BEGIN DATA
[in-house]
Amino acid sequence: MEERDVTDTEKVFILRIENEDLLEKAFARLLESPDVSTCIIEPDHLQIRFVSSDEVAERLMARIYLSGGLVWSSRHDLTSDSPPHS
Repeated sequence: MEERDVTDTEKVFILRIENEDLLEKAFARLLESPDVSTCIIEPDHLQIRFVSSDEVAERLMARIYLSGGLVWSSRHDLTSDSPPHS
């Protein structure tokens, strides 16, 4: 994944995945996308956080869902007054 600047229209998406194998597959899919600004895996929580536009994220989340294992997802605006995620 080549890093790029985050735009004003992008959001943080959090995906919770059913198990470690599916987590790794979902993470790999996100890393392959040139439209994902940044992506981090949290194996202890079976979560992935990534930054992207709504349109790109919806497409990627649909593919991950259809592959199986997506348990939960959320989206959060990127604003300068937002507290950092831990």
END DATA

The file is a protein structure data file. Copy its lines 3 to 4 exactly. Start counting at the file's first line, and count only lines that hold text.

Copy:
Repeated sequence: MEERDVTDTEKVFILRIENEDLLEKAFARLLESPDVSTCIIEPDHLQIRFVSSDEVAERLMARIYLSGGLVWSSRHDLTSDSPPHS
């Protein structure tokens, strides 16, 4: 994944995945996308956080869902007054 600047229209998406194998597959899919600004895996929580536009994220989340294992997802605006995620 080549890093790029985050735009004003992008959001943080959090995906919770059913198990470690599916987590790794979902993470790999996100890393392959040139439209994902940044992506981090949290194996202890079976979560992935990534930054992207709504349109790109919806497409990627649909593919991950259809592959199986997506348990939960959320989206959060990127604003300068937002507290950092831990």